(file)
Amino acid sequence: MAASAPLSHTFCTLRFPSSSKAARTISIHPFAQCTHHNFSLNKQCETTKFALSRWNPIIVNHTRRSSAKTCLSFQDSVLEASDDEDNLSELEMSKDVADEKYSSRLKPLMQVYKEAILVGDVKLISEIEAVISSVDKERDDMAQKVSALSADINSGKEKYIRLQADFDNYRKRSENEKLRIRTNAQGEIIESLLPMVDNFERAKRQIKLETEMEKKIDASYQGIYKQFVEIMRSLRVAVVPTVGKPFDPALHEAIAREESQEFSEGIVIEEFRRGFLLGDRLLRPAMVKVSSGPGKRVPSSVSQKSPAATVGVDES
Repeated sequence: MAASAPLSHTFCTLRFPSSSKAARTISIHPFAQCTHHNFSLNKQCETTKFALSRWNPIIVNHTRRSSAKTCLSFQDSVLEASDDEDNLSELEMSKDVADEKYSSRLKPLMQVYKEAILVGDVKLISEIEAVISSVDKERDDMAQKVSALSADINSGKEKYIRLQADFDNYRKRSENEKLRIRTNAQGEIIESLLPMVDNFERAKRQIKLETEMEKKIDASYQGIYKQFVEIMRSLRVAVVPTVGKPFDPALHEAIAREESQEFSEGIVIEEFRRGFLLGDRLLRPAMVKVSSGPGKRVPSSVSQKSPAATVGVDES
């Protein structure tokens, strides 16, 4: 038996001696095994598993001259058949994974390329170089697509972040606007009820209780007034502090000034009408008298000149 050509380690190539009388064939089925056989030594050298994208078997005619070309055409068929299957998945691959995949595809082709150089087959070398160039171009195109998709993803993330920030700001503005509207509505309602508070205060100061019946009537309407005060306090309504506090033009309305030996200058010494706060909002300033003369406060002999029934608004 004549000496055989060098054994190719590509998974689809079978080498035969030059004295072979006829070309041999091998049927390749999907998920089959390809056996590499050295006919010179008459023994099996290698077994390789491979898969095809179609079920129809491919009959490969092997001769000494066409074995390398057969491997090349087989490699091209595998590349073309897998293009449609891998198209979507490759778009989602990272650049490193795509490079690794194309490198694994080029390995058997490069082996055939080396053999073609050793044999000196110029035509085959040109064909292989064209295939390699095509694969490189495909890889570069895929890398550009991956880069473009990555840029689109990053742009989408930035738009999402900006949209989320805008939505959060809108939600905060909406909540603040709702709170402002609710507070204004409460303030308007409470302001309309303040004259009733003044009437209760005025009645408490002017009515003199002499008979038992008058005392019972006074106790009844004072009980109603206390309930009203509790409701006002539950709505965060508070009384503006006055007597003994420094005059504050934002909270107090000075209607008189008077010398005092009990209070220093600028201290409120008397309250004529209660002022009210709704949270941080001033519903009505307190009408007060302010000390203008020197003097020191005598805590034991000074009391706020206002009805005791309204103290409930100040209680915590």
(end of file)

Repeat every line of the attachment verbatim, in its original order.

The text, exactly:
Amino acid sequence: MAASAPLSHTFCTLRFPSSSKAARTISIHPFAQCTHHNFSLNKQCETTKFALSRWNPIIVNHTRRSSAKTCLSFQDSVLEASDDEDNLSELEMSKDVADEKYSSRLKPLMQVYKEAILVGDVKLISEIEAVISSVDKERDDMAQKVSALSADINSGKEKYIRLQADFDNYRKRSENEKLRIRTNAQGEIIESLLPMVDNFERAKRQIKLETEMEKKIDASYQGIYKQFVEIMRSLRVAVVPTVGKPFDPALHEAIAREESQEFSEGIVIEEFRRGFLLGDRLLRPAMVKVSSGPGKRVPSSVSQKSPAATVGVDES
Repeated sequence: MAASAPLSHTFCTLRFPSSSKAARTISIHPFAQCTHHNFSLNKQCETTKFALSRWNPIIVNHTRRSSAKTCLSFQDSVLEASDDEDNLSELEMSKDVADEKYSSRLKPLMQVYKEAILVGDVKLISEIEAVISSVDKERDDMAQKVSALSADINSGKEKYIRLQADFDNYRKRSENEKLRIRTNAQGEIIESLLPMVDNFERAKRQIKLETEMEKKIDASYQGIYKQFVEIMRSLRVAVVPTVGKPFDPALHEAIAREESQEFSEGIVIEEFRRGFLLGDRLLRPAMVKVSSGPGKRVPSSVSQKSPAATVGVDES
């Protein structure tokens, strides 16, 4: 038996001696095994598993001259058949994974390329170089697509972040606007009820209780007034502090000034009408008298000149 050509380690190539009388064939089925056989030594050298994208078997005619070309055409068929299957998945691959995949595809082709150089087959070398160039171009195109998709993803993330920030700001503005509207509505309602508070205060100061019946009537309407005060306090309504506090033009309305030996200058010494706060909002300033003369406060002999029934608004 004549000496055989060098054994190719590509998974689809079978080498035969030059004295072979006829070309041999091998049927390749999907998920089959390809056996590499050295006919010179008459023994099996290698077994390789491979898969095809179609079920129809491919009959490969092997001769000494066409074995390398057969491997090349087989490699091209595998590349073309897998293009449609891998198209979507490759778009989602990272650049490193795509490079690794194309490198694994080029390995058997490069082996055939080396053999073609050793044999000196110029035509085959040109064909292989064209295939390699095509694969490189495909890889570069895929890398550009991956880069473009990555840029689109990053742009989408930035738009999402900006949209989320805008939505959060809108939600905060909406909540603040709702709170402002609710507070204004409460303030308007409470302001309309303040004259009733003044009437209760005025009645408490002017009515003199002499008979038992008058005392019972006074106790009844004072009980109603206390309930009203509790409701006002539950709505965060508070009384503006006055007597003994420094005059504050934002909270107090000075209607008189008077010398005092009990209070220093600028201290409120008397309250004529209660002022009210709704949270941080001033519903009505307190009408007060302010000390203008020197003097020191005598805590034991000074009391706020206002009805005791309204103290409930100040209680915590």